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Sebi forms special control room, tweaks circuit limits to handle election impact

LiveMint logoLiveMint 12-05-2014 Anirudh Laskar

Mumbai: The capital markets regulator has set up a special control room to monitor trading as it prepares for possible volatility in the Indian stock markets after the release of exit polls on Monday evening and on Friday, when national election results will be declared.

The Securities and Exchange Board of India (Sebi) has also directed stock exchanges to recalibrate the dynamic price bands, also known as dummy filters, for stocks that trade in the derivatives segment. Two persons, including a Sebi official, confirmed Sebi’s latest steps put in place on Monday. They declined to be identified.

“The control room at Sebi is to monitor all market activities with additional care during the election time and a few days thereafter. The control room will be functional from Tuesday morning and may work at least till 19 May,” said the first person.

“Apart from ensuring smooth functioning of the market, the prime duty of the team in the control room will be to quickly alert other regulators, exchanges or clearing corporations in case any potential crisis situation is anticipated,” he said.

Sebi has also asked exchanges to conduct an assessment of their stress-absorbing capabilities with the amount of available resources, an exercise being termed as “reverse stress tests”. While market-wide circuit filters are in place and stocks in the cash market have circuit breakers, stocks in the derivatives segment do not have such trading restrictions. Circuit breakers are triggered when a stock rises or falls by a specified amount. In order to cap any risk emerging from this side of the market, Sebi has directed stock exchanges to tweak the dynamic price bands for stocks that are part of the derivatives segment.

The dynamic price bands prevent trades that are placed beyond the price limits set by the stock exchanges. The price bands are, however, relaxed by the stock exchanges when several trades are executed in either direction in smaller increments.

Under the present system, whenever such a stock moves by 7%, the dummy filter is relaxed to increase the price band to 15%. Subsequently, if the stock moves by 12%, the dummy filter is relaxed to 20% and so on. Sebi has now told exchanges that these filters will be relaxed only if the stock moves by 9.9%. The new norms will be applicable from 13 May.

“In the event of a market trend in either direction, the dynamic price bands may be relaxed during the day in co-ordination with the other exchange,” said circulars issued by both the BSE and the National Stock Exchange (NSE). “For the purpose of relaxing the dynamic price bands, the exchange will take into account that a minimum of 10 trades must be executed with multiple UCC (uniform client code) on both sides of the trade at or above 9.90% or more of the base price and in further multiples of 5% of the price movement,” added the circular. This will delay sharp movements in the stock, explained an exchange official, who declined to be identified.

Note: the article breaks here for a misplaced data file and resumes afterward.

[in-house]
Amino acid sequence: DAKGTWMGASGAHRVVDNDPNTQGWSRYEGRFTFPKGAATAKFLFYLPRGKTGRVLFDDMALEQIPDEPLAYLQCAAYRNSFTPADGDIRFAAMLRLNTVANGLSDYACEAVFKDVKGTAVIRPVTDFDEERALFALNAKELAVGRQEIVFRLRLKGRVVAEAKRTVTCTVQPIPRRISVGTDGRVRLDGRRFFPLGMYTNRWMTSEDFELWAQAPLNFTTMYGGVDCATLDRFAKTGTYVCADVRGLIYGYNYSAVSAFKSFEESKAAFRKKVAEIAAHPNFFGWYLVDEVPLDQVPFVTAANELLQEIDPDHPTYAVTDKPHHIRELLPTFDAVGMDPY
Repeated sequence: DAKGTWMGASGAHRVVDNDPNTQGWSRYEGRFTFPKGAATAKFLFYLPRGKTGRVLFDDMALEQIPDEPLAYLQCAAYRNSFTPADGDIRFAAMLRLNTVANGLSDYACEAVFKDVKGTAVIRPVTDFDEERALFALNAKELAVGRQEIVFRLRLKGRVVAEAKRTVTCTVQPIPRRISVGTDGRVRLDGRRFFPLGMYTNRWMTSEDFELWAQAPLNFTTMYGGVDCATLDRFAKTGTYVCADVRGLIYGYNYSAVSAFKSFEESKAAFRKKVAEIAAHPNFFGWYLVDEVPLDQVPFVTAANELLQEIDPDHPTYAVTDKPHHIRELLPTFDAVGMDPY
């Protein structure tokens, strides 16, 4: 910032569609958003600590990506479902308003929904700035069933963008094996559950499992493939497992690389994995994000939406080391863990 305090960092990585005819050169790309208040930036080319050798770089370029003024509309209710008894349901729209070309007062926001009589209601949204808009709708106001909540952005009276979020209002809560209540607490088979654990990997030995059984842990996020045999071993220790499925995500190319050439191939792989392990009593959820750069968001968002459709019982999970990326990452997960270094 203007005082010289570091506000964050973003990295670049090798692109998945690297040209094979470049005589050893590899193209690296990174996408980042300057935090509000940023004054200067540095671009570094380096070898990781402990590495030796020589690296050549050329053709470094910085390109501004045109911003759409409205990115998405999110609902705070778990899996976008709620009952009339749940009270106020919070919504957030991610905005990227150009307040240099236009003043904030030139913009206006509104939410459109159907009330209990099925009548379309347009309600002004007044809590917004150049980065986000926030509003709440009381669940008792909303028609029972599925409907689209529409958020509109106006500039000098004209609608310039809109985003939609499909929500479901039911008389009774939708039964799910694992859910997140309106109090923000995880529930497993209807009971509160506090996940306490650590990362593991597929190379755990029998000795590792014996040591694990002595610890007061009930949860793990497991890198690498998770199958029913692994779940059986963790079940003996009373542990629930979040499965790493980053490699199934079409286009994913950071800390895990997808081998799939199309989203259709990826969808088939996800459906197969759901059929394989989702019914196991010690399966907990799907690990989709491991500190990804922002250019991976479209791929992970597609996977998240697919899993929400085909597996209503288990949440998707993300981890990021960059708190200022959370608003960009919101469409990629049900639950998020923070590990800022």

“The idea is to make derivative-backed stocks a little conservative,” said the second person cited above.

“A lower or narrow price band hits the demand-supply balance thereby affecting price discovery,” said Jitendra Panda, managing director and chief executive of Peerless Securities Ltd. “I think the bands opening up at a higher level will take care of the demand-supply scenario. With the markets on a roll, a higher band will help in better price discovery,” he said.

On 23 April, Mint first reported that India’s financial regulators and stock exchanges have formed a special committee to ensure that sharp swings in financial markets on the day the results of the ongoing general elections come out (Friday, 16 May) do not cause any systemic or liquidity risks.

The Reserve Bank of India (RBI) and Sebi are jointly monitoring the country’s financial markets through special stress tests for equity, currency and bond markets even as the results come out. “Though people are anticipating the outcome of elections to be on a certain expected lines, as a regulator Sebi cannot rule out any possibility and that’s why this time Sebi is working on a proactive basis to ensure there is no liquidity or systemic risk in case of any surprises,” said the first person cited above.

In 2009, investors cheered the return to power of the UPA. On Monday, 18 May 2009, benchmark equity indices hit the upper circuit within 30 seconds of the market opening for the first time after the results were declared, and trading was halted for two hours.

The indices again hit the upper circuit within minutes of the markets re-opening, and trading was called off for the day.

The index-based market-wide circuit breaker system comes into effect in three stages, in either direction (up or down), at 10%, 15% and 20%.

These circuit breakers, when triggered, halt all trading in equity and equity derivative markets nationwide. Trading stops for 45 minutes if the benchmark index moves 10% either way before 1pm and for 15 minutes if it happens between 1pm and 2.30pm.

Trades are halted for 1 hour 45 minutes if the benchmark equity index moves 15% either way before 1pm, for 45 minutes if such a movement happens between 1pm and 2pm, and for the day if this happens after 2pm. If the benchmark index moves 20% either way at any time of the day, trading is halted for the entire day immediately.

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